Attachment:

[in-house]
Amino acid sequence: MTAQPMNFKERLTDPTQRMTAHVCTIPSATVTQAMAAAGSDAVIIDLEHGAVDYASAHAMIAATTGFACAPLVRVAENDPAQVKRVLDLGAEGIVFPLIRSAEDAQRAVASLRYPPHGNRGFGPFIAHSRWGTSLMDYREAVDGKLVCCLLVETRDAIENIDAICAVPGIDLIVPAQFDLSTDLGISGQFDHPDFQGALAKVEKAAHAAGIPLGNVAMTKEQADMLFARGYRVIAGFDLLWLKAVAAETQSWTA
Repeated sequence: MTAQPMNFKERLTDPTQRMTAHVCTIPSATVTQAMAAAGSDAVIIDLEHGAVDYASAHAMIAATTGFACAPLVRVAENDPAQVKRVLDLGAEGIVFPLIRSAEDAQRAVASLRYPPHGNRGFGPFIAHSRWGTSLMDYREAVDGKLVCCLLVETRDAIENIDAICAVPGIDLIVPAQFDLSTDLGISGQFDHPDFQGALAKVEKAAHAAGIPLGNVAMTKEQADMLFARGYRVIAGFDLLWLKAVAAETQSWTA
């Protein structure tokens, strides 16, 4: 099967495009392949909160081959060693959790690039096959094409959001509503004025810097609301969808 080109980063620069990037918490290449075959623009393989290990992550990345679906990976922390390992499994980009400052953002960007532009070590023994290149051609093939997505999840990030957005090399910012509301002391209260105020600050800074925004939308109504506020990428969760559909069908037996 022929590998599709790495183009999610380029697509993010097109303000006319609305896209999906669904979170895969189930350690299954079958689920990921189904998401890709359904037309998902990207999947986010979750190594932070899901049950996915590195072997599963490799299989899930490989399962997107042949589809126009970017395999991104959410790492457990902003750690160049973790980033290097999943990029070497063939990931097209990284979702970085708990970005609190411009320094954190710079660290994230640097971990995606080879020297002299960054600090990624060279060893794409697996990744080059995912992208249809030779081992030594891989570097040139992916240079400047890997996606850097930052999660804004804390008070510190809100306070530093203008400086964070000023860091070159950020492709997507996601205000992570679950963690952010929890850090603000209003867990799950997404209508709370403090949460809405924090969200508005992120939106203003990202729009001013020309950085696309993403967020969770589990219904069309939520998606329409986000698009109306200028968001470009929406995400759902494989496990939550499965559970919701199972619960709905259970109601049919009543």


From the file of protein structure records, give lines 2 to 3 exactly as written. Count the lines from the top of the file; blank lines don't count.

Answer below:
Amino acid sequence: MTAQPMNFKERLTDPTQRMTAHVCTIPSATVTQAMAAAGSDAVIIDLEHGAVDYASAHAMIAATTGFACAPLVRVAENDPAQVKRVLDLGAEGIVFPLIRSAEDAQRAVASLRYPPHGNRGFGPFIAHSRWGTSLMDYREAVDGKLVCCLLVETRDAIENIDAICAVPGIDLIVPAQFDLSTDLGISGQFDHPDFQGALAKVEKAAHAAGIPLGNVAMTKEQADMLFARGYRVIAGFDLLWLKAVAAETQSWTA
Repeated sequence: MTAQPMNFKERLTDPTQRMTAHVCTIPSATVTQAMAAAGSDAVIIDLEHGAVDYASAHAMIAATTGFACAPLVRVAENDPAQVKRVLDLGAEGIVFPLIRSAEDAQRAVASLRYPPHGNRGFGPFIAHSRWGTSLMDYREAVDGKLVCCLLVETRDAIENIDAICAVPGIDLIVPAQFDLSTDLGISGQFDHPDFQGALAKVEKAAHAAGIPLGNVAMTKEQADMLFARGYRVIAGFDLLWLKAVAAETQSWTA